In storytelling, our number one job is to make readers care. We want to ensure that our fiction captivates them on many levels and that our characters seem like living, breathing people who continue to exist in readers’ minds long after the book closes.
So how do we do this?
Well, it may not seem like the obvious choice, but the setting can be one of the best tools through which to organically reveal truths about your characters.
Here are two quick tips on how to use the setting to characterize your cast for readers:
Choose Emotionally Relevant Locations
As the gods of our own little universes, we have the power to choose literally everything. But when it comes to the setting, the decision is often a halfhearted one—since the setting is just a backdrop, right? Wrong.
Every character has a history of blissful interludes, toxic run-ins, embarrassing moments, and traumatic episodes. And long after these formative events have been forgotten or buried, their settings will continue to hold significance for the characters involved.
For instance, let’s say that after being out of the romance game for a while, your heroine has agreed to go on a first date, and you need to decide on a setting.
Instead of falling back on a generic location for this scene, brainstorm some possibilities that hold significance for the character. Maybe her date has asked to meet at the same café where her fiancé once dumped her. Or in the park where she was mugged. Or at the bar where the guy she’s been in love with since tenth grade works as a bouncer.
Any of these settings can work because they’re already emotionally charged for the protagonist.
A first date can be difficult in and of itself; experiencing it in one of these places is going to heighten the character’s emotions and bring back old memories when she’d rather avoid them, ensuring that she won’t be at her best. When it comes to the important scenes in your story, complicate matters for your protagonist and tap into his or her emotions by choosing settings with personal significance.
Get Personal with the Details
Showing rather than telling is the most powerful means of providing insight into the personality of your protagonist and other cast members. Rather than explaining your characters through boring chunks of narrative, hone in on the personal details within a given setting that will tell readers about the people inhabiting it:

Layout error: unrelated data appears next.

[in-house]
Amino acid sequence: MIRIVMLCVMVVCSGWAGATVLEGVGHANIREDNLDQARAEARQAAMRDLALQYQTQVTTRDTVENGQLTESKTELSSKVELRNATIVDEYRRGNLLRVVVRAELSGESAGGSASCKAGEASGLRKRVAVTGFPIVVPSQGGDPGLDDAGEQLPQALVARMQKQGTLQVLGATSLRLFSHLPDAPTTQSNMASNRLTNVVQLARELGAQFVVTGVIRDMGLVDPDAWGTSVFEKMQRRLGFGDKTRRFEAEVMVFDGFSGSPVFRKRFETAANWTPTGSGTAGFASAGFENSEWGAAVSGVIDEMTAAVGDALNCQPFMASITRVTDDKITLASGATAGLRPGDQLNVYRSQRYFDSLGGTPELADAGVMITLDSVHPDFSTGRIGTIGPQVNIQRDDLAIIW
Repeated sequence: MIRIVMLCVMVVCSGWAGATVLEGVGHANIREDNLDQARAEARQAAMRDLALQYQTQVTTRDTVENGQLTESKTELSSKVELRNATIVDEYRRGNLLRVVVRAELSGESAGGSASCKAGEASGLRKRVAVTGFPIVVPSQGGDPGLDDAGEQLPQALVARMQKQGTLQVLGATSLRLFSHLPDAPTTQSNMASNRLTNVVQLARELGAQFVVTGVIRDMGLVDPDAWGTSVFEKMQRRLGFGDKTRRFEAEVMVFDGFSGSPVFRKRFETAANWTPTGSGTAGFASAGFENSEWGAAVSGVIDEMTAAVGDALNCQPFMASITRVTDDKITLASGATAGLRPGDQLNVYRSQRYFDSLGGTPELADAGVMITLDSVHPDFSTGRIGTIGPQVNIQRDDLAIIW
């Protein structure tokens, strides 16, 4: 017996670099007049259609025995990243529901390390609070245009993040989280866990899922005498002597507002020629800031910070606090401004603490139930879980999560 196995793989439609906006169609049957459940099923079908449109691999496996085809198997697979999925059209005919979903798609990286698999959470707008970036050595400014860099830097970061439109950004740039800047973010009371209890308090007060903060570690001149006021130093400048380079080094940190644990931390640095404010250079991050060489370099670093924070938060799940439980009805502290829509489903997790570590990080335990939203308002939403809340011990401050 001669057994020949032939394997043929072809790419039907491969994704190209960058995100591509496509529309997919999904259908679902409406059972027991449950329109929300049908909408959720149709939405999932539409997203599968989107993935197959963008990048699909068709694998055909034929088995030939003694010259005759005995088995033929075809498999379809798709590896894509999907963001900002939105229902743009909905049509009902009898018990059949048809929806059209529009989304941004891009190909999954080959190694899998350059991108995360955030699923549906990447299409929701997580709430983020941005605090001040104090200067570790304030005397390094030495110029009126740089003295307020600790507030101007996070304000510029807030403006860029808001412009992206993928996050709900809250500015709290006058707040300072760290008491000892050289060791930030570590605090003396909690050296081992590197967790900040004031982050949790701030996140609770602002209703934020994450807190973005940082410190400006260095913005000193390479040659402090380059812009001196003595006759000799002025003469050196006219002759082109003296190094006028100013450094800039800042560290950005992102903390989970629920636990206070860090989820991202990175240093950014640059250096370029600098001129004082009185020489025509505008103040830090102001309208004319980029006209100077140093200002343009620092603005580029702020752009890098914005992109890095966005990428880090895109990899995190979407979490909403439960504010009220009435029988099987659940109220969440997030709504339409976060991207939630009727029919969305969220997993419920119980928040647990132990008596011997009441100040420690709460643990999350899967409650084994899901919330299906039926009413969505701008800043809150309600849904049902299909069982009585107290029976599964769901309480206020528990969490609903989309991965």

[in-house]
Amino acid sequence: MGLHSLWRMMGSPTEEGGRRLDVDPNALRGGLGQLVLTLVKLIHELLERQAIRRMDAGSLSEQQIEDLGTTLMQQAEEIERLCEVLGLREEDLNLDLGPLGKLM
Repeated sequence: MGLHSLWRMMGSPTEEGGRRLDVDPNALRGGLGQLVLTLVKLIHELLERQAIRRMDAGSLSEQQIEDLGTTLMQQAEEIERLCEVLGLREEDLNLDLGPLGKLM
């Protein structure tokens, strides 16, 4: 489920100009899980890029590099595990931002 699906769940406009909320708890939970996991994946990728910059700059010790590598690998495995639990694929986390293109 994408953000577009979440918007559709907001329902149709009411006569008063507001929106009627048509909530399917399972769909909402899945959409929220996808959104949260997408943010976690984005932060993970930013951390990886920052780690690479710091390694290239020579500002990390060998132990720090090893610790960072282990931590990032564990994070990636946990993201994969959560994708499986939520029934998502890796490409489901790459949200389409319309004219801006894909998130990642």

I surveyed Rossa’s spotless kitchen. Dishes in their racks—sparkling. Wooden counters—scrubbed to a stone-like smoothness. Rossa herself—hair perfectly arranged, clothes crisp even at this hour, the frivolous fall of lace at her throat. I crossed my arms and couldn’t help wondering, again, how she and Dad could be meant for each other.
Here we have a scene that says loads about its owner. Rossa is meticulous when it comes to tidiness—both for her home and herself. You get the feeling that she values propriety and appearances. And we learn something about the narrator, too: she isn’t so concerned with all of that. She disdains it, in fact, and doesn’t seem to like her Dad’s love interest very much. All of this we’re able to infer from the simple description of a kitchen.
Personal spaces can be quite telling. Make them do more than simply set the scene by zooming in on those details that reveal something about your characters. And for those vital scenes in your story, put your cast members on edge by thoughtfully choosing the settings—ones that add an emotional component or will up the stakes. Resist the temptation to settle for a generic setting and start putting your locations to work for you and your characters.
Becca Puglisi is an international speaker, writing coach, and bestselling author of The Emotion Thesaurus and its sequels. Her latest publications are all about settings: The Rural and Urban Setting Thesauruses showcase over 200 different possible story locations, highlighting their associated sights, sounds, textures, tastes, and smells so authors can effectively describe them for readers.
Becca is passionate about learning and sharing her knowledge with others through her Writers Helping Writers blog and via One Stop For Writers—a powerhouse online library created to help writers elevate their storytelling. You can find her online at both of these spots, as well as on Facebook and Twitter.